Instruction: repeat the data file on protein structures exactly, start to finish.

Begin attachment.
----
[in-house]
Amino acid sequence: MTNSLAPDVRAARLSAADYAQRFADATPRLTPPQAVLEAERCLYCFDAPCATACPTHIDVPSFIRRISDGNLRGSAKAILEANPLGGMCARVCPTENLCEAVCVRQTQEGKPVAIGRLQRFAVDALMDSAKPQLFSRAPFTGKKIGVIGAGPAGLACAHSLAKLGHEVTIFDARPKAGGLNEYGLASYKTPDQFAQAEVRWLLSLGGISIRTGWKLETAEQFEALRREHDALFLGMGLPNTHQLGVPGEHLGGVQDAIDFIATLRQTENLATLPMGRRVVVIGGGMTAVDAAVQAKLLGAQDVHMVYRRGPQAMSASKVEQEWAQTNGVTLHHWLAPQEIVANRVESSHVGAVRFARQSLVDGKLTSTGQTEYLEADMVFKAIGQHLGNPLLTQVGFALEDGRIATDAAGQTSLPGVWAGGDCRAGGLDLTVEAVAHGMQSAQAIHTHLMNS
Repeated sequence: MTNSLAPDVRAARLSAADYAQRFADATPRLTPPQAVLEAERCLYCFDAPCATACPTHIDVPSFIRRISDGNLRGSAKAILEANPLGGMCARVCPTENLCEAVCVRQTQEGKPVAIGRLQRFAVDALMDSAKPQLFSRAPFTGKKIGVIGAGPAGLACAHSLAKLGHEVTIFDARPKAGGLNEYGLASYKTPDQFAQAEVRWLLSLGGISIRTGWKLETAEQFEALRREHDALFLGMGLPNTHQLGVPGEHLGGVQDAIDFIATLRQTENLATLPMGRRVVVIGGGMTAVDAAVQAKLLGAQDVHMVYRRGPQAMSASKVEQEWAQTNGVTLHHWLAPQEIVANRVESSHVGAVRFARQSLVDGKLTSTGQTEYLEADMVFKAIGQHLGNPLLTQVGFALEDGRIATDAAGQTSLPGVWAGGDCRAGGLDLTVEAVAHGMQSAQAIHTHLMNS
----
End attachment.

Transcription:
[in-house]
Amino acid sequence: MTNSLAPDVRAARLSAADYAQRFADATPRLTPPQAVLEAERCLYCFDAPCATACPTHIDVPSFIRRISDGNLRGSAKAILEANPLGGMCARVCPTENLCEAVCVRQTQEGKPVAIGRLQRFAVDALMDSAKPQLFSRAPFTGKKIGVIGAGPAGLACAHSLAKLGHEVTIFDARPKAGGLNEYGLASYKTPDQFAQAEVRWLLSLGGISIRTGWKLETAEQFEALRREHDALFLGMGLPNTHQLGVPGEHLGGVQDAIDFIATLRQTENLATLPMGRRVVVIGGGMTAVDAAVQAKLLGAQDVHMVYRRGPQAMSASKVEQEWAQTNGVTLHHWLAPQEIVANRVESSHVGAVRFARQSLVDGKLTSTGQTEYLEADMVFKAIGQHLGNPLLTQVGFALEDGRIATDAAGQTSLPGVWAGGDCRAGGLDLTVEAVAHGMQSAQAIHTHLMNS
Repeated sequence: MTNSLAPDVRAARLSAADYAQRFADATPRLTPPQAVLEAERCLYCFDAPCATACPTHIDVPSFIRRISDGNLRGSAKAILEANPLGGMCARVCPTENLCEAVCVRQTQEGKPVAIGRLQRFAVDALMDSAKPQLFSRAPFTGKKIGVIGAGPAGLACAHSLAKLGHEVTIFDARPKAGGLNEYGLASYKTPDQFAQAEVRWLLSLGGISIRTGWKLETAEQFEALRREHDALFLGMGLPNTHQLGVPGEHLGGVQDAIDFIATLRQTENLATLPMGRRVVVIGGGMTAVDAAVQAKLLGAQDVHMVYRRGPQAMSASKVEQEWAQTNGVTLHHWLAPQEIVANRVESSHVGAVRFARQSLVDGKLTSTGQTEYLEADMVFKAIGQHLGNPLLTQVGFALEDGRIATDAAGQTSLPGVWAGGDCRAGGLDLTVEAVAHGMQSAQAIHTHLMNS